¶The world has moved to a data-centric paradigm, the era of “Big Data,” in which hundreds of millions of computers and mobile devices are continuously creating staggering amounts of information about people and everything else. This can only accelerate.
¶The change is so great that the computing tools we’ve used for the past decade are no longer capable of meeting these new challenges. Instead, radically different approaches to databases, storage and other computing problems have arisen, mainly from the consumer Internet, as demonstrated by Web giants like Google, Yahoo, Facebook and Amazon, along with the start-ups in their orbits.
¶This world of Big Data presents both opportunities and threats. In addition to familiar problems like computer viruses, digital piracy and malicious attacks on servers, we can expect new problems to emerge, including manipulation and doctoring of data as well as identity falsification and impersonation. All of these will corrode the trust that has been the hallmark of the Internet.
¶Advances in software will have to address these risks. It is likely that software will become more “responsible,” able to make decisions on the fly to contain threats to the entire Web ecosystem. We can also expect smarter, content-aware network technologies to emerge to further ease these threats. Everything will increasingly happen in real time, increasing the need for robust and responsive systems for reputation management and trust. These systems will rely mainly on software algorithms, augmented by online collective human judgment.
¶The social nature of the Web will encourage a sort of instant global consensus on important issues, with little time for filtering, comparison or critical analysis. That means it will be harder to distinguish genuine public opinion from whatever the online horde happens to be saying at a given instant.
¶Indeed, every bit of data will become even more correlated with other bits of information. There will also be more data about the data — “metadata” — and analytics (what the data means) to make sense of. It will become more difficult to discern what matters to each of us individually, versus what is interesting or entertaining or trendy for the masses.
¶Indeed, the nature of the “masses” is probably an anachronism, in need of redefinition. These ever more powerful software analytic tools, trained on the massive data from the social and ubiquitous Web, is revealing who we are and what we know. This knowledge is accessible in real time to more and more people and to commercial and government organizations.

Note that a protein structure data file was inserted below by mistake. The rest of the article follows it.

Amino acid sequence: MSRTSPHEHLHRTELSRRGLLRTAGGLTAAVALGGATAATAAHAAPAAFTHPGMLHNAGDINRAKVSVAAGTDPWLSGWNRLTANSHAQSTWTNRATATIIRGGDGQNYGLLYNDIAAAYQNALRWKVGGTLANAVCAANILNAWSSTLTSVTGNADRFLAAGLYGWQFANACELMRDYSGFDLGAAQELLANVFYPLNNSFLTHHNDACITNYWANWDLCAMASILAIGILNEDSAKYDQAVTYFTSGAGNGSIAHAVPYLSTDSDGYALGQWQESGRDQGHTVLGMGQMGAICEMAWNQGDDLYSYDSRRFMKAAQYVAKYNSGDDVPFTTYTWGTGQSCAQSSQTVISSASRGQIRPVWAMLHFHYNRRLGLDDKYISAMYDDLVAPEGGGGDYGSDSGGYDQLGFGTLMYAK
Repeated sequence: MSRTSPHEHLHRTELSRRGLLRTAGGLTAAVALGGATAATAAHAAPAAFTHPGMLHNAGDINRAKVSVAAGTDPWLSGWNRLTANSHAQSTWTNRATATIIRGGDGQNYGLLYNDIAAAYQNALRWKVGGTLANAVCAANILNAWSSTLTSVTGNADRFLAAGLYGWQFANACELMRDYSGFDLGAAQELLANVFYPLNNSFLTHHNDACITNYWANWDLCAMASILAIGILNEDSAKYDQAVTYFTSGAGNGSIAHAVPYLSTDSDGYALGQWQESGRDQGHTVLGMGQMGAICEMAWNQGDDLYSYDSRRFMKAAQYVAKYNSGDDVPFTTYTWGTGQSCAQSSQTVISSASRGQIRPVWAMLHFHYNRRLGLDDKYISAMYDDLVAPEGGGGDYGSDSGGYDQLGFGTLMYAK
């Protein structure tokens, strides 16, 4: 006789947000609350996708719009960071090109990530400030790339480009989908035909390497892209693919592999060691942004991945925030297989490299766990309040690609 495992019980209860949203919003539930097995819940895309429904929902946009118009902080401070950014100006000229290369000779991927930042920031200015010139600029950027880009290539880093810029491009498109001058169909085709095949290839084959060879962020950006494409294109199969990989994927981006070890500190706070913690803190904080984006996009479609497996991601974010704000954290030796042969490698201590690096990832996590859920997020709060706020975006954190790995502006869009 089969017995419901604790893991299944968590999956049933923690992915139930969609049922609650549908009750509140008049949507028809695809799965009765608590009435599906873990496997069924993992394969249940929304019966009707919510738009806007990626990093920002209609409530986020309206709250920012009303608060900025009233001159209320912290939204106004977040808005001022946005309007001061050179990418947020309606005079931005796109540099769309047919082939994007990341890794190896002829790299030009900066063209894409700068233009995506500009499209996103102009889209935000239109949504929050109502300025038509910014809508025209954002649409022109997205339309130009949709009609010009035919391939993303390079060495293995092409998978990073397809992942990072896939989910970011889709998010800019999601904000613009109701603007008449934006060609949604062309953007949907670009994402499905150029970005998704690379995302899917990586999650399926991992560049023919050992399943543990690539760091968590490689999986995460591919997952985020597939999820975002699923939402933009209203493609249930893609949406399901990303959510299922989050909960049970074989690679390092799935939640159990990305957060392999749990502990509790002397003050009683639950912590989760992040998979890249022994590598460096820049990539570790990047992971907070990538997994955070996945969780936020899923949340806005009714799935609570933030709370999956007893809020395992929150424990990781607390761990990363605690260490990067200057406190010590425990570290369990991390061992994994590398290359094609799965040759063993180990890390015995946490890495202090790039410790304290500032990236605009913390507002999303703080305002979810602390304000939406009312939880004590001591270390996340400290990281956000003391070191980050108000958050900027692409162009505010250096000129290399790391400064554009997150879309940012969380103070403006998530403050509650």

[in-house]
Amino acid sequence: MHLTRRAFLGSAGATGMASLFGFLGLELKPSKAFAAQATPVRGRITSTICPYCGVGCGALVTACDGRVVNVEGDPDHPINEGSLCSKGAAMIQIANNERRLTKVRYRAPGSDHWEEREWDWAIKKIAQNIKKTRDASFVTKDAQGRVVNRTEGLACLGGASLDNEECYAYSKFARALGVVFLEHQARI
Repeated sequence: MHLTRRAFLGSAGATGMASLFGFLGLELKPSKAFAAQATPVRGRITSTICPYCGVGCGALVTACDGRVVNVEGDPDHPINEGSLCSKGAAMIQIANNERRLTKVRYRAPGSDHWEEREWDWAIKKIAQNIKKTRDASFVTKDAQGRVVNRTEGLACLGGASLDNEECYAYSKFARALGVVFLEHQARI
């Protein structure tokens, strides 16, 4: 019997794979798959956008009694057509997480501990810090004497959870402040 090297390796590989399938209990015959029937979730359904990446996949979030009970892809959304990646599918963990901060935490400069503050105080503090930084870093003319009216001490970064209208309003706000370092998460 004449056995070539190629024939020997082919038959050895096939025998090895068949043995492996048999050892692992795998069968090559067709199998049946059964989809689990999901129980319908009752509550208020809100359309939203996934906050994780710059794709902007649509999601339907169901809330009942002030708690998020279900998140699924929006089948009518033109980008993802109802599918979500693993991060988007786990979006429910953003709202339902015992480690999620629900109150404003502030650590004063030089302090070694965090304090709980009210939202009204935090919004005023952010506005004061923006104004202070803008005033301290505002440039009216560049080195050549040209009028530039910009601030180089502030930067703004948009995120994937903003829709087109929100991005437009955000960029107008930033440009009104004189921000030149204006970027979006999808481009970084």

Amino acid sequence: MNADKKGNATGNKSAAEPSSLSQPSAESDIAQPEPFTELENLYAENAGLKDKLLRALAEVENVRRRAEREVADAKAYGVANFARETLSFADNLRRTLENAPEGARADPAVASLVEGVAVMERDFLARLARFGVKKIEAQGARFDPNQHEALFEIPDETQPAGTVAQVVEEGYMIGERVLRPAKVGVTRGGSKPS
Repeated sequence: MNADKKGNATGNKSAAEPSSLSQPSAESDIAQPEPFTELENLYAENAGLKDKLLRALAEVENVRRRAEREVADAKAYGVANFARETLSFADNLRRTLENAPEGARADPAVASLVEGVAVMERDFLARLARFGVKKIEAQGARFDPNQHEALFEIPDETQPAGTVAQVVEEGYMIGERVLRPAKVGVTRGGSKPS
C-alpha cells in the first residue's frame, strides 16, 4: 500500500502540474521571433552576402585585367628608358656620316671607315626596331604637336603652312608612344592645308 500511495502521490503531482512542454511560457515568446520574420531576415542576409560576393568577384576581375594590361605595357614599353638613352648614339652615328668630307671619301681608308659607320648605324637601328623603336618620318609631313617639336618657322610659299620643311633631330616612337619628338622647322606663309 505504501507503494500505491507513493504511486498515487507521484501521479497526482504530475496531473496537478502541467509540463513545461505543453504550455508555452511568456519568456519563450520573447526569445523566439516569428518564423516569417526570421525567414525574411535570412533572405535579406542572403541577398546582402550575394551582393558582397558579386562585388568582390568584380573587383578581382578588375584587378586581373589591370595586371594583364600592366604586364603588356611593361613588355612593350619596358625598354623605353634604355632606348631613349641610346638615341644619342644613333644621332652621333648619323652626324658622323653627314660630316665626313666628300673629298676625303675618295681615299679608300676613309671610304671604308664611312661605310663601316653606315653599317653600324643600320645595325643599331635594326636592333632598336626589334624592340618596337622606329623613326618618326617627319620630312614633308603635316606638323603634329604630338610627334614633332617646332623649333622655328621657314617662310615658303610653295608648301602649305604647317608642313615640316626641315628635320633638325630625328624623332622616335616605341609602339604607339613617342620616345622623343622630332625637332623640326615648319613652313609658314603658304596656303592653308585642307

¶The leveling and commoditization of knowledge as a shared, common resource will set the stage for the creation of new, original and arbitrary knowledge. Software will play a key role as a catalyst for this next wave of intellectual value creation, one that greatly expands the pool of “everything known by everyone.” This new generation of disruptive knowledge will be built on top of the standardized knowledge platform known today as the social Web.
¶The monetization of personal data will require more sophisticated software tools, which will allow companies and individuals to trade valuable personal data in a controlled and responsible fashion. These new tools will allow us to respect the diversity of cultures, since different parts of the world will have different ideas of how this new knowledge should be put to use.
¶Today’s networks are based on hardware, and thus can be too static to support the rapidly evolving Web and its avalanche of new applications. We will see innovations to turn today’s networks into programmable infrastructure, resembling data centers.
¶Content- or context-sensitive networks will be needed, taking us far beyond today’s sometimes simplistic discussions about “net neutrality.” An example is Open Flow, a technical protocol that enables the separation of the intelligence inside a network from the network’s hardware. Open Flow is part of the Software Defined Networking initiative, in which network software plays a crucial role in making the network more programmable and responsive. What is today called the cloud will as a result evolve into interconnected clouds, or networks of clouds.
¶This interplay between computing and networking is going to increase, creating rich, unexpected and intimate fusions. Will the pattern continue?
¶There is no doubt that the massive scalability of Internet-based businesses has changed the way we think about research involving computing and networking. The urgency created by these scale effects is a result of the sheer amount of data available, which poses opportunities for research as well as monetization.
¶In the past, fewer game-changing companies existed. Their performance was often judged by what happened in their R.&D. labs, with everyone measured the same way. More importantly, all the players stayed in their own business territory. But that all changed when the world went digital. The rules that had existed for many years — “Do not come into my territory, and I will not get into yours” — simply no longer apply.
¶The changes have many implications. For one thing, important, viable research work and innovation at the core of computing and communications are being redistributed and shared with start-ups. Some of these startups come from academic projects that have been turned into companies by private investors.
¶There are many reasons to be enthusiastic about the potential of value creation in the years ahead for computing and networking. Given the challenges, we see tremendous opportunities for data scientists, computer scientists and entrepreneurs.